"Number one, I would say after Dmitri [Young] had his comeback year we shouldn't have extended him," Bowden said. "And of course ownership and Stan, everybody was on board on doing it, but I think going back, I wish we hadn't extended him. Obviously we couldn't control the diabetes and we couldn't control the things that would follow...[but] he had played so well. But we shouldn't have fallen in love with that one year. I regret that.
"The Elijah Dukes thing was unfortunate. I probably would have taken that chance again, because we didn't give up anything, we didn't give up a player that ever played in the big leagues. And when you don't have money to go get free agents and you don't have a farm system that has any players, sometimes you look at a player that's 20-years old like Elijah Dukes. And you look at his power and you hope that you know what, maybe if we can straighten out his life, maybe we can get the talent to come out. Because it's the only way we're gonna get that caliber player, because we can only draft so many Zimmermans."
Wise then asked if Bowden felt like he had been scape-goated after the Smiley Gonzalez scandal in the team's Dominican operation.
"Look, any corporation in America, when something happens under your watch someone has to take responsibility at the top," he said. "So, a scapegoat? No. I just think it's unfortunate that people make allegations all the time in this country, and they don't back it up, they don't have any facts. And to me, that parts unfortunate. But look, the PR was so bad from the losing, the PR was so bad with the young player that lied about his age, that somebody had to take responsibility to change the PR. And obviously me stepping aside helped the organization put it behind it, and if that meant putting all the blame on me and one person, so be it. The good thing is for the Nationals, the PR got better, the image of the club was better with the fans, and certainly it makes sense for everybody I think."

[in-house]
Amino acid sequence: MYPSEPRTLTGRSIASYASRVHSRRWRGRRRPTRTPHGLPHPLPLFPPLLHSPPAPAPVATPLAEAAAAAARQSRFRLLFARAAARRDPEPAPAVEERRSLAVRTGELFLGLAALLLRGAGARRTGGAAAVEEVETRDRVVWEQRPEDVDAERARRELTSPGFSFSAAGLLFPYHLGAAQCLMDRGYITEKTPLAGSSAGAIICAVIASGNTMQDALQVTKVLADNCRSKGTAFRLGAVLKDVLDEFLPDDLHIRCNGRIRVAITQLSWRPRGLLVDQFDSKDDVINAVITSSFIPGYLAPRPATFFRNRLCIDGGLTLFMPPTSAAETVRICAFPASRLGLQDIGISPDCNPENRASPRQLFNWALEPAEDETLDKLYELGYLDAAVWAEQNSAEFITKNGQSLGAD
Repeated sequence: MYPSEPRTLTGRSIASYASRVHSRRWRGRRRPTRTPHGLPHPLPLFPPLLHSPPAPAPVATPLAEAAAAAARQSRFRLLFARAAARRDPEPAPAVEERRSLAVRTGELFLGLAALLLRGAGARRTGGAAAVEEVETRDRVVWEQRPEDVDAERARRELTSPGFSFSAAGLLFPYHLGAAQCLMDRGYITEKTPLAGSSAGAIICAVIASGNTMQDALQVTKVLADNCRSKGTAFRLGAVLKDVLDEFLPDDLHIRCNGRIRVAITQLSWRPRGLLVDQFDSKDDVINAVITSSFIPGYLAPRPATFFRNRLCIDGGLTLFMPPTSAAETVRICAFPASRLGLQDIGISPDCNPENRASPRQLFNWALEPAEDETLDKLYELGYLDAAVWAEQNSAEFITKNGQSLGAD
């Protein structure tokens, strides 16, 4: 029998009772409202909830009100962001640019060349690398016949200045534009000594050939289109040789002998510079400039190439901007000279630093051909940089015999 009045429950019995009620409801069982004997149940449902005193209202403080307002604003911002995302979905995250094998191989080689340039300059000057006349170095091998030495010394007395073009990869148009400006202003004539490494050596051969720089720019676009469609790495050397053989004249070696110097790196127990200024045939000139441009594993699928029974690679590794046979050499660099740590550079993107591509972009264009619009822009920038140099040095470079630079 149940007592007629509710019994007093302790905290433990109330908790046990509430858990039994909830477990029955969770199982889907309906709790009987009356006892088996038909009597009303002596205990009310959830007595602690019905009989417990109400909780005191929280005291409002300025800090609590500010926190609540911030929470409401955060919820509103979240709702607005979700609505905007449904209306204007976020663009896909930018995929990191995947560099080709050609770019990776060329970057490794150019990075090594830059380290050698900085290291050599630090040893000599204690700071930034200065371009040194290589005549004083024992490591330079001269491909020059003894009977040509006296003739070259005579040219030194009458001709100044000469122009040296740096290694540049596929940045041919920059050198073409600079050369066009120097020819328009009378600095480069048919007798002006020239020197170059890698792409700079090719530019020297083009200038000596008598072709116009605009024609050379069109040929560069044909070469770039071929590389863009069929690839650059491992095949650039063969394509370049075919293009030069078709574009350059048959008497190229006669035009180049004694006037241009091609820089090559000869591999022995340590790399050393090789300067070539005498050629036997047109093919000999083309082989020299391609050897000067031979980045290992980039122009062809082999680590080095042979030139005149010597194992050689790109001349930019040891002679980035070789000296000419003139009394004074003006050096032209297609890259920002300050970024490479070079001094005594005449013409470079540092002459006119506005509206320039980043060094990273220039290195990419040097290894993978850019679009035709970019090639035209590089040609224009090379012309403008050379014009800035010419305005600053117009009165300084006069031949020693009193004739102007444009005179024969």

Bowden again disputed Boswell's claim that Scott Boras despises him, saying "don't make me out to be Elijah Dukes in the clubhouse, because that's just not accurate." Bowden closed by talking about how much he loves doing TV and radio work, and how much he enjoys being able to spend time with family and friends, and how he put in 15 years working 18-hour days as a GM. But earlier in the appearance, Bowden had talked about other regrets he might have had, and it was sort of melancholic-sounding.
"Look, I'm not gonna turn back the clock," he said. "Bottom line, I couldn't get the job done there. I hope that Mike and Stan and the Lerners and everybody involved there can turn the franchise around and win. I hope they can do it. I couldn't get it done, so look, bottom line is that I failed, I didn't get it done, I've got to move on. And I root for them, I want them to turn it around, because I think it's a gold mine. I think when they win, it's gonna be a great baseball town."
Last thing: Bowden talked at length about how Kasten's philosophy was not to struggle for a string of .500 finishes, but instead to build through scouting and development and "take the hit, however long the hit is." Let's hope this is the last year of the hit. Because at the end of this season, barring a 21-20 finish, the Nats will have just completed the worst three-year and four-year stretches in Expos/Nats franchise history.